The president of Chicago Theological Seminary, Susan Brooks Thistlethwaite, gives us another useful word to name what is happening in American Christianity: Post-denominational
It is clear from this Pew study that the old denominational affiliations no longer apply. The religious landscape in the U.S. is best described these days as “post-denominational.” Post-denominational means that it is far less important whether you are Methodist or Baptist, or even Catholic, than where you fall along the continuum of fundamentalist to evangelical to progressive (liberal) to secular or unaligned. While some faiths or denominations generally are more evangelical or more liberal, each tradition has a wide spectrum within it. If you are a liberal Christian in a conservative Protestant denomination, you may have more in common with a Reformed Jew than with the Christians in your own denomination.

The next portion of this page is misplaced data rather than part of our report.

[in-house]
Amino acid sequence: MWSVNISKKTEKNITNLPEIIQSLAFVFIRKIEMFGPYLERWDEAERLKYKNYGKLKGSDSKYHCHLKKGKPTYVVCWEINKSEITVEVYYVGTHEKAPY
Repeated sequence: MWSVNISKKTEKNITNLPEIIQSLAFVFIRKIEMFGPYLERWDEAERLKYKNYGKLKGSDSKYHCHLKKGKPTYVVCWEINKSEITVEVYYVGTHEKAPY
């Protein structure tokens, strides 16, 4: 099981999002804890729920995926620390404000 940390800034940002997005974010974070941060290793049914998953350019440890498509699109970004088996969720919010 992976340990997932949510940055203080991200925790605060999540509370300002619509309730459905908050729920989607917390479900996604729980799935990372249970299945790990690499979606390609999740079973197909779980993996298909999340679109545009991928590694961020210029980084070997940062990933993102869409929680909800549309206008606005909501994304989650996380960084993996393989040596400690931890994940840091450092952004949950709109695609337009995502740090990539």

C. S. Lewis said something similar, that, as a conservative Anglican, he has more in common with conservative Catholics and conservative Baptists, than the liberals in his own denomination. But now it appears that fidelity to any denomination is fading away, while the different degrees of conservatism and liberalism are becoming institutionalized.
But think of it: The key to your religious affiliation is really how conservative or liberal you are, not any specific theology or even a specific religion?